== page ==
ITVTATfTL. RnflA nlv In thia rftv IToK
y. 12, 1917, George W. Knight
:'' -r '. , ' ' ap V
T7AKTED Four or five furnished
, rooms, aii improvements. Mr.
1 , Cambell, - 9 9 S Broad St. .
X27COSCB TAX analysis for i corpora
. tlons and individuals. Deprlcatlon
t t advice, Audits. Geo. El. Curtis, Nor-
walk. Conn. Reference, Central
National bank.
A 22 u 1 1 1 1
ABRAHAM LODGE
INITIAIES HALF
A HUM'ORB MEN
Simon Wolf Praises Great
Emancipator for Democ-
racy and Ability.
The second day of celebration for
the fiftieth anniversary of Abraham
Loldge, No. 89, Independent Order
B.'nai B'rith, auspiciously begun yes
terday by the initiation of 50 mem
bers into the order and a temple ser
vice at which Simon Wolf, former
Minister to Egypt and . one of the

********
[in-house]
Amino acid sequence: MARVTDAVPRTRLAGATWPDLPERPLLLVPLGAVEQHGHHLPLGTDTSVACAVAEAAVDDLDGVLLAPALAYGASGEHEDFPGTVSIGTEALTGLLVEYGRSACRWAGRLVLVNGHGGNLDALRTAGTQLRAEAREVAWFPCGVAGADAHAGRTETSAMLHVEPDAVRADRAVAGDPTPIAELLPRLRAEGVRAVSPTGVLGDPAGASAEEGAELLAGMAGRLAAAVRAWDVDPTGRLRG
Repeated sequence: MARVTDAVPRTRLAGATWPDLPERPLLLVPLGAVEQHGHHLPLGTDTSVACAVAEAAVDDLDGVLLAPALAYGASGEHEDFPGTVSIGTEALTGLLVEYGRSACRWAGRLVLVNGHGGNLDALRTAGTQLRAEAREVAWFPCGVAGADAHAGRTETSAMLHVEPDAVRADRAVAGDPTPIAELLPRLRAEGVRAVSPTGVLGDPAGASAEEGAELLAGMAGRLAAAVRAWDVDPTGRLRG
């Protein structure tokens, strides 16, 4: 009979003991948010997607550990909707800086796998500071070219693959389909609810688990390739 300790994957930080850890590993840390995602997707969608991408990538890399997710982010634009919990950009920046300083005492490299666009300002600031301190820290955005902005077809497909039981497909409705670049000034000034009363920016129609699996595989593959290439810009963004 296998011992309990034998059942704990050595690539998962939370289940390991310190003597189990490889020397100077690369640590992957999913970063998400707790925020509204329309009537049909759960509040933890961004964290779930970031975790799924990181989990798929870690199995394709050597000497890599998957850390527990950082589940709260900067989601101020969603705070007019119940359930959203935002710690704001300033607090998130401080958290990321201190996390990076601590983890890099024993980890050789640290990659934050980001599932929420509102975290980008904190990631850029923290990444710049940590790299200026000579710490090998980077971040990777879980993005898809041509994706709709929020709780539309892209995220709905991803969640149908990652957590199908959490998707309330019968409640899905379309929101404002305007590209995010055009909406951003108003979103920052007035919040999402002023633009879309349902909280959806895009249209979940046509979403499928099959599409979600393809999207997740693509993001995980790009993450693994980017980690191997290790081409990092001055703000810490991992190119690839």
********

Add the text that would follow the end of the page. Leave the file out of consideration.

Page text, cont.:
greatest living Americans of Hebraic
extraction, delivered a memorable ad
dress, will culminate tonight with the
presence of Gov. Marcus Holcomb.
Homer S. Cummings and many other
men- of prominence at a gigantic ban
quet. , -
Plans for this banquet are being
completed this afternoon at The
Stratfleld and will be graced with
pomp and splendor seldom witnessed
in Bridgeport. It will be novel in
that women will sit beside their male
escorts,' departing from the ordinary
rule that the fair sex shall be rele
gated to the galleries while the male
element partake of the viands. '
The celebration began yesterday
afternoon. . At 4:30 a lodge session of
B'nal B'rith was held 'in temoorarilv
j improvised rooms at The Stratfleld.
Xiiu uaii a win. , vvao uocu iui liic sui
pose. Fifty candidates in waiting were
made members with all formality un
der the observant eye of .many grand
.lodge officers. The degree team con4
sisted of Theodore E. Steiber, ; B. G.
Shalet, Revl David Levy, Harry J. Fox
and Irving Elson. ! '
At 8 o'clock the scene was shifted
to Park Avenue Temple, brightly